Caligula Ny Glyptotek Frontal View (Photo Courtesy Rene Seindel)

The silver denarii of Caligula agree more with the Copenhagen head then any other head I have seen. The frontal view which can’t be seen on his coinage show the triangular face, and an impression type fold of the skin in the forehead. This is of course of little iconographical evidence for the Caligulan denarii unless we look at the all importrant right profile. Caligula’s hairstyle also has a nearly closed pincer above the right corner of the eye which is typical of his hairstyle. This to me is one of the finest portraits of Caligula in the round that is extant. If we start at the center and count the curls you will see the same 5 that exists on the silver denarii of Caligula.

another view (large frontal) of the five curls that agree with the Silver denarii of Caligula (Pollini photo) The right profile of the Ny Glyptotek head of Caligula (Photo courtesy of Prof. John Pollini)

The all important right profile shows us that one side of the portrait in the round was copied by die-engravers for silver and gold, and I believe from the Copenhagen type. 1. For full typology of Caligula see The Portraiture of Caligula @ portraitsofcaligula.com under (Caligulapollini tab) Prof. John Pollini

2. Known Portraits of Caligula-Die Bildnisse Des Caligula-D. Boschung: Go to portraitsofcaligula.com (Types for Gaius tab for full list according to Boschung. 3. F. Kleiners review of Die Bildnisse des Caligula (American Journal of Numismatics 3-4 1992 pp.233-238

4. For similar iconographic evidence of Caligula see J. Geranio Portraits of Caligula: The Seated Figure? Journal of the Society for Ancient Numismatics Vol. XX, no.1 1997 pp. 23-30.


TOPICS:
KEYWORDS: ancientrome; caligula; epigraphyandlanguage; gaius; godsgravesglyphs; numismatics; romanempire; society
portraitsofcaligula.com
1 posted on 04/23/2006 6:15:14 PM PDT by Joe Geranio
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To: Joe Geranio

Oooooookkkaaayyy..


2 posted on 04/23/2006 6:16:53 PM PDT by cardinal4 (Kerry-Mckinney in 2008!)
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To: Joe Geranio

Bumpus Maximus


3 posted on 04/23/2006 6:22:27 PM PDT by kanawa
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Note: this topic is from 2006.

Blast from the Past.

Just adding to the catalog, not sending a general distribution.

To all -- please ping me to other topics which are appropriate for the GGG list.
GGG managers are SunkenCiv, StayAt HomeMother, and Ernest_at_the_Beach
 

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4 posted on 10/19/2008 4:22:07 PM PDT by SunkenCiv (https://secure.freerepublic.com/donate/_______Profile finally updated Saturday, October 11, 2008 !!!)
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To: StayAt HomeMother; Ernest_at_the_Beach; 1ofmanyfree; 21twelve; 24Karet; 2ndDivisionVet; 31R1O; ...

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Okay, now that I think about it, I'm going to ping the list to this 2006 topic. In honor of the Obama candidacy and ballot fraud, October will be Caligula month. :')

To all -- please ping me to other topics which are appropriate for the GGG list.
GGG managers are SunkenCiv, StayAt HomeMother, and Ernest_at_the_Beach
 

· Google · Archaeologica · ArchaeoBlog · Archaeology magazine · Biblical Archaeology Society ·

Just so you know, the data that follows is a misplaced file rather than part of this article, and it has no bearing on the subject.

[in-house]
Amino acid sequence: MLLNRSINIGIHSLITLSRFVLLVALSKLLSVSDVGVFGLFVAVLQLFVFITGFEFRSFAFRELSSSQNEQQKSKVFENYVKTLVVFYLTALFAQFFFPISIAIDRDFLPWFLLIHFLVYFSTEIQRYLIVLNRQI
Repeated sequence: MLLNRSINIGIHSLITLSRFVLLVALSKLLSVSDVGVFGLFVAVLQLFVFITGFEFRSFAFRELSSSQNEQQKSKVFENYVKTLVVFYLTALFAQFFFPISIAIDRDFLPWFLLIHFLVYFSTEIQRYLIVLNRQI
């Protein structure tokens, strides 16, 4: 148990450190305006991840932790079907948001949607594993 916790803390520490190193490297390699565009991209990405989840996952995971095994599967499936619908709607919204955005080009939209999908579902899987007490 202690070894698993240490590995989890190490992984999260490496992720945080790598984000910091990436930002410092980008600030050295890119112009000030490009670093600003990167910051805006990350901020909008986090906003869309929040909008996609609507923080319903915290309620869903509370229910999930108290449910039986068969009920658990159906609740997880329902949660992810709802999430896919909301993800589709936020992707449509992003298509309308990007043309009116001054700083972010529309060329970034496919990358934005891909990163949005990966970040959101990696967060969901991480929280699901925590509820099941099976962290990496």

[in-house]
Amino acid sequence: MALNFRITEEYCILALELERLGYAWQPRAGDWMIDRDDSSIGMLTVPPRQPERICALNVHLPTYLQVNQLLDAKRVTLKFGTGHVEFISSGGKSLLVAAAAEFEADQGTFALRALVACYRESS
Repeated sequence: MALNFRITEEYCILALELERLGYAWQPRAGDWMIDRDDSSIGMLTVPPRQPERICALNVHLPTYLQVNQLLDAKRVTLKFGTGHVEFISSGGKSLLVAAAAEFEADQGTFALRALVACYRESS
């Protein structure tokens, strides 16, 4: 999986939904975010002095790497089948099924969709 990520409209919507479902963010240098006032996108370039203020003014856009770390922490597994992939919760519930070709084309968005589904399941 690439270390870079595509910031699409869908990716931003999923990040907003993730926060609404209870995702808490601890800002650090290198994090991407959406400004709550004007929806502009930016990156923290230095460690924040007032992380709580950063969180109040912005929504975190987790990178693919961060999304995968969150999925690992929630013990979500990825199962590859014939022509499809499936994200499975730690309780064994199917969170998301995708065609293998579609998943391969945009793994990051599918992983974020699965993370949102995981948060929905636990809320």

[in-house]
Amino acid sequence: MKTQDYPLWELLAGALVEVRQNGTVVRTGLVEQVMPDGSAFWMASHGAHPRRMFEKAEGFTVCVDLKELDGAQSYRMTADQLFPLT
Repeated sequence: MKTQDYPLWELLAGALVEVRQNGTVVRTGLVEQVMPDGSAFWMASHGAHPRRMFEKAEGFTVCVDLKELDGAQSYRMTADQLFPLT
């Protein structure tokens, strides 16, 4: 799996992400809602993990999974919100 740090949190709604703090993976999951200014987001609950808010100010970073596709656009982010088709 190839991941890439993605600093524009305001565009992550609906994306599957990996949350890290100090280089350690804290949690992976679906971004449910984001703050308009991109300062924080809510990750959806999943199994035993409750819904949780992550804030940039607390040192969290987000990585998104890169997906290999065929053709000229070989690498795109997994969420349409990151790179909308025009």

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· History or Science & Nature Podcasts · Excerpt, or Link only? · cgk's list of ping lists ·


5 posted on 10/19/2008 4:27:35 PM PDT by SunkenCiv (https://secure.freerepublic.com/donate/_______Profile finally updated Saturday, October 11, 2008 !!!)
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To: Joe Geranio

Fascinating. Thank you for sharing.

Can anyone recommend a good book about Caligula? I recall that there were not that many first hand accounts, but that there had been a number of contemporary authors who recorded his doings.

Thanks in advance!


6 posted on 10/19/2008 6:00:09 PM PDT by mountainbunny
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To: mountainbunny
"Can anyone recommend a good book about Caligula"

I'm not sure if Caligula has rated a separate biography, but a good starting point would be the chapter on on him in "The Twelve Caesars" by Suetonius.

Keep in mind that a lot of the more sensational 'facts' passed along were vicious gossip circulating at that time, particularly in the case of the Emperor Tiberius.
7 posted on 10/19/2008 9:19:05 PM PDT by KamperKen
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To: SunkenCiv

Since there appears to be mammoth voter fraud and mammoth indifference to Obama’s radical ties, maybe you ought to make it Mammoth Month.


8 posted on 10/20/2008 1:55:24 AM PDT by wildbill
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To: Joe Geranio

Joe, I’ll bet the many readers of the Journal are as thrilled as I am by your scholarly exposition of the “five curl” theory. Keep ‘em coming, guy.


9 posted on 10/20/2008 2:02:41 AM PDT by wildbill
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To: wildbill

You love those Mammoth Months. I think I’ve still got some memorabilia from the previous Mammoth Month in a trunk.


10 posted on 10/20/2008 4:46:34 AM PDT by SunkenCiv (https://secure.freerepublic.com/donate/_______Profile finally updated Saturday, October 11, 2008 !!!)
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To: SunkenCiv

tusk, tusk. You really should clean out your artic.


11 posted on 10/20/2008 5:04:01 AM PDT by wildbill
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To: wildbill

The spirit is woolly but the, well, I’m just lazy.


12 posted on 10/20/2008 5:08:31 AM PDT by SunkenCiv (https://secure.freerepublic.com/donate/_______Profile finally updated Saturday, October 11, 2008 !!!)